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Kentucky Wildcats Morning Quickies: FBI and Big Blue Madness Campout Edition

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The FBI is the big story in the rest of the world, but Big Blue Madness is almost here.

NCAA Basketball: Kentucky Midnight Madness Mark Zerof-USA TODAY Sports

Good morning, ladies and gentlemen of the Big Blue Nation, and welcome to the very busy Tuesday Morning Quickies.

There’s no denying the elephant in the room, so I’ll jump right to our lead story — the FBI sting operation against several assistant college basketball coaches, a sports apparel company, numerous financial advisors and a partridge in a pear tree.

The FBI has indicted four assistant coaches — former NBA star Chuck Person of Auburn, Emanuel Richardson of Arizona, Lamont Evans of Oklahoma State, and Tony Bland of Southern Cal for various criminal violations including solicitation of bribes and conspiracy to the following: bribery, honest services fraud, wire fraud and the Travel Act.

Note that all these conspiracy charges carry the same penalty as the act itself. The article linked talks about “80 years in prison” as a possible penalty, but dear reader, please do not be confused by this unethical and ridiculous claim foisted by the DOJ and FBI to make the crimes sound even more horrible than they are. The maximum any of these worthies will realistically face is probably five years in prison, and I doubt any will do that kind of time. A sentencing range of 18-40 months is more like it. SI law correspondent Michael McCann explains:

If convicted on all counts, the defendants, excluding Dawkins and Sood, could face maximum sentences ranging from 50 to 80 years in prison. Unfortunately for Dawkins and Sood, they face charges in two cases. If convicted across the board and sentenced to the max, each would receive more than 100 years in prison.

Seldom, however, is the maximum sentence imposed when the defendants—as in these cases—lack a substantial criminal record. In addition, a judge can dramatically alter the length of a prison sentence based on whether the judge runs the sentences “consecutively” (one after the other) or “concurrently” (at the same time). It is also possible that the defendants will work out plea deals with the Justice Department where they plead guilty or no contest to lesser charges. Nonetheless, the defendants in these case are threatened with multi-year prison sentences should they be convicted.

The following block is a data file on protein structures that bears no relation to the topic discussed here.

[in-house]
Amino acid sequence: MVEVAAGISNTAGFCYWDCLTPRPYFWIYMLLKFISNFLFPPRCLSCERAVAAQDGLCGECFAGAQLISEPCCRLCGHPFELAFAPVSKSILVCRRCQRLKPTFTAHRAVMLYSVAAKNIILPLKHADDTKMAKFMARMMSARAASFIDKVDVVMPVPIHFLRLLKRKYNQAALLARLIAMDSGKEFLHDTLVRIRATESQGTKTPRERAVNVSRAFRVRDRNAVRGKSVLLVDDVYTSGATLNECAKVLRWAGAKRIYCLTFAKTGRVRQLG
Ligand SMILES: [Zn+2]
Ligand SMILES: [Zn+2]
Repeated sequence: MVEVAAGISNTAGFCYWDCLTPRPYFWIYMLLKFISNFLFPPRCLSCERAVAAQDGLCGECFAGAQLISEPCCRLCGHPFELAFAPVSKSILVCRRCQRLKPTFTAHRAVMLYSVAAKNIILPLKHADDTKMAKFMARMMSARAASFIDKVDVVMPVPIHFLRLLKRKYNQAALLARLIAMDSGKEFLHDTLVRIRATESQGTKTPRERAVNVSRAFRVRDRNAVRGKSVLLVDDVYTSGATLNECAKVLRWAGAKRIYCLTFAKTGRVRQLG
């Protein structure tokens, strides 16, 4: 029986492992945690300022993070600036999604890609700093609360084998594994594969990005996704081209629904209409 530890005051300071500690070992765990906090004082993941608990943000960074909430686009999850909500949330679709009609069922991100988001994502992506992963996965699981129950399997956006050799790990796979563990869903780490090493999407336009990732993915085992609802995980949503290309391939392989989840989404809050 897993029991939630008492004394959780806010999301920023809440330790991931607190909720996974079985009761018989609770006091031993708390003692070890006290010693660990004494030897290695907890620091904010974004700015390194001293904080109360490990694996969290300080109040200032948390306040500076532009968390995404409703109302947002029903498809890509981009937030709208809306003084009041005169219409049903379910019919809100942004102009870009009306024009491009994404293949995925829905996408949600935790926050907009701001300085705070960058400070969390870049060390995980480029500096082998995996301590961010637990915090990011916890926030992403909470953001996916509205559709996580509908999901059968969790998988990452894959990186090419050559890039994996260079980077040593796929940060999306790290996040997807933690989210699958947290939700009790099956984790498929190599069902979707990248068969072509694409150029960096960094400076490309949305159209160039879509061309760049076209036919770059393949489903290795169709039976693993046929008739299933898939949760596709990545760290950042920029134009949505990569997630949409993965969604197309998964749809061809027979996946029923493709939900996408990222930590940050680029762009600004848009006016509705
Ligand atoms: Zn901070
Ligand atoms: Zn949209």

As usual, you should read the entire article. McCann speaks with authority and expertise on these matters.

Having disposed of my opinion of the legal stuff, let’s look at the part that affects our dear Commonwealth; once again, the University of Louisville is implicated in gross violations of NCAA rules, as well as the Title 18 of the United States Code. Consider:

According to the complaint, Gatto, Code, Dawkins and Sood worked together to funnel $100,000 to the player’s family in early June, and Dawkins told the others that he did so at the request of a Louisville coach. “Player-10,” who is described in the complaint as a top recruit, is believed to be Brian Bowen, a five-star guard/forward who signed with Louisville on June 5. The FBI said telephone records show Gatto spoke directly with the unnamed coach multiple times in the days before the player publicly committed to play for the Cardinals.

The complaint said another high school player was paid to sign with the Cardinals, and Dawkins paid the money by funneling it through Augustine.

The Louisville coach who requested the payment has yet to be identified, but I have no doubt he will be, and that right soon. It really doesn’t matter who it is, though. Given their very recent punishment by the NCAA over the “Breaking Cardinal Rules” prostitution scandal, there is no way at all Rick Pitino can survive this no matter what he knew. The NCAA will drop the show-cause penalty on him just for being captain of the ship during back-to-back scandals of this magnitude, just to save face. I doubt seriously he’ll survive at Louisville long enough for that shoe to drop, though.

UPDATE as I write:

This is a tragedy for college basketball and I take no pleasure in reporting it. It is a smear on our state, our favorite sport, and confirms the fears of many when it comes to corruption in collegiate sports. I can recall many people worrying about apparel company influence in recruiting, and those fears have been confirmed in spades, in the smarmiest and most greedy way possible.

The FBI says the investigation is ongoing and more shoes are certain to drop. I find myself strangely unconcerned about UK — perhaps it’s because it seems obvious UK doesn’t have to resort to such chicanery to get top recruits. Perhaps I’m being naive, though — I guess we’ll see.

Tweet of the Morning

UK Compliance reminds the Big Blue Madness campers of the absurdly strict NCAA rules regarding who is a “donor” to UK and what interaction with recruits can cause.

And, on the more humorous side:

OUCH!

Your Quickies:

Kentucky football

Even though Johnson says she’s his sister, it’s not a real. She jokes he is her “play” brother.

“We went to the same high school,” Evans said. “I have an older brother who played football and basketball with him. I was just always around and we developed a great relationship. We just started supporting each other and putting a positive light on Gary.”

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